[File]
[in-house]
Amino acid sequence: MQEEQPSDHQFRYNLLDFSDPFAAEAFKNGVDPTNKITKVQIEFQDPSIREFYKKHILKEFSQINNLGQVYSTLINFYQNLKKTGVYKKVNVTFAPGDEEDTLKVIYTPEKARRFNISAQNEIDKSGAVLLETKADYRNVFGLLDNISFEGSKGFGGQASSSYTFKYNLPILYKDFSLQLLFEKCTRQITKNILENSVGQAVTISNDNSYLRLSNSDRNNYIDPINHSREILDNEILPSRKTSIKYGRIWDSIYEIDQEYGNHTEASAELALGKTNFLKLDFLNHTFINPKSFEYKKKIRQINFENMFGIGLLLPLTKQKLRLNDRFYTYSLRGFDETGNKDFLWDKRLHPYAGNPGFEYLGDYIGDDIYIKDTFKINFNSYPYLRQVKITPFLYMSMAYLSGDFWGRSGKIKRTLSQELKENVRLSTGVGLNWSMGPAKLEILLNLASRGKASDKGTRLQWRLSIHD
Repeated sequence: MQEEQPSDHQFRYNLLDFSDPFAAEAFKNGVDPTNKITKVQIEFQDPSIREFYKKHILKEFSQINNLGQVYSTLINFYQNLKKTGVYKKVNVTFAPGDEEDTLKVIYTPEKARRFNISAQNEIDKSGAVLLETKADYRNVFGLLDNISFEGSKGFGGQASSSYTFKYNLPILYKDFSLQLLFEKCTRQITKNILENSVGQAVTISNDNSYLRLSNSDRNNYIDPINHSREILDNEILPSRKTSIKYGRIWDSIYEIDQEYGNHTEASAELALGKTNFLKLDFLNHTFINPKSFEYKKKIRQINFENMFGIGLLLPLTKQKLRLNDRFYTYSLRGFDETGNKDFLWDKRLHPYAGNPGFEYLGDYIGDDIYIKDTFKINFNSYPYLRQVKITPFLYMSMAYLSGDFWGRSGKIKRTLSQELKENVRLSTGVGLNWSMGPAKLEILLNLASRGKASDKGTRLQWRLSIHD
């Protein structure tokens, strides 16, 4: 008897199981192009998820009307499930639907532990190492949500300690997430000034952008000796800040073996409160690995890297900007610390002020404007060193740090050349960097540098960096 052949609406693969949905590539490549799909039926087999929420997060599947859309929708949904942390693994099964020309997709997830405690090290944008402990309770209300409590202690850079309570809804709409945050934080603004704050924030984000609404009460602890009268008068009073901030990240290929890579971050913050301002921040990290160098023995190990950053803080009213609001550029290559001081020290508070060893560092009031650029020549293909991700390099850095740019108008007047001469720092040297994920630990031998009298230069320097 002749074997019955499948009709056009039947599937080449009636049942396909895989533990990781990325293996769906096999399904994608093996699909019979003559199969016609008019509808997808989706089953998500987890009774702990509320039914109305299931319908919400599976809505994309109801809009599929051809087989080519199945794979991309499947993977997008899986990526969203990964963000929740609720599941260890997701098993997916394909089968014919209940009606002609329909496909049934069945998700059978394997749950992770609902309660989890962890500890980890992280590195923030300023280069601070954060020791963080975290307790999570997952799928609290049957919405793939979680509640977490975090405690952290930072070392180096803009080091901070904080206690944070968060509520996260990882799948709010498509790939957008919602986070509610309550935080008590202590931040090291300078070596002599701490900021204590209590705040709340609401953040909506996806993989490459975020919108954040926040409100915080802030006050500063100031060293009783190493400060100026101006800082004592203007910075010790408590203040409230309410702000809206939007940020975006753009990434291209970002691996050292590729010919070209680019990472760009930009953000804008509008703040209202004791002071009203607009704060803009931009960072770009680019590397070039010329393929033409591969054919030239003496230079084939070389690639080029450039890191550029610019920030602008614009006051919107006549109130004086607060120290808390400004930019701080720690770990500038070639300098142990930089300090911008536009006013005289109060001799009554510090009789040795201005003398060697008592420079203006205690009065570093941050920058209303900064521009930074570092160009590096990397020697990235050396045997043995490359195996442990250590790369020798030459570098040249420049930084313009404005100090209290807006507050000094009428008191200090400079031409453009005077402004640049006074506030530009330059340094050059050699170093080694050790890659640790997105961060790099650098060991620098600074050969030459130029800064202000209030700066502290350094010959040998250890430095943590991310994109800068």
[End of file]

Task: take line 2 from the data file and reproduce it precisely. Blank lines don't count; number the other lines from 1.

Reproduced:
Amino acid sequence: MQEEQPSDHQFRYNLLDFSDPFAAEAFKNGVDPTNKITKVQIEFQDPSIREFYKKHILKEFSQINNLGQVYSTLINFYQNLKKTGVYKKVNVTFAPGDEEDTLKVIYTPEKARRFNISAQNEIDKSGAVLLETKADYRNVFGLLDNISFEGSKGFGGQASSSYTFKYNLPILYKDFSLQLLFEKCTRQITKNILENSVGQAVTISNDNSYLRLSNSDRNNYIDPINHSREILDNEILPSRKTSIKYGRIWDSIYEIDQEYGNHTEASAELALGKTNFLKLDFLNHTFINPKSFEYKKKIRQINFENMFGIGLLLPLTKQKLRLNDRFYTYSLRGFDETGNKDFLWDKRLHPYAGNPGFEYLGDYIGDDIYIKDTFKINFNSYPYLRQVKITPFLYMSMAYLSGDFWGRSGKIKRTLSQELKENVRLSTGVGLNWSMGPAKLEILLNLASRGKASDKGTRLQWRLSIHD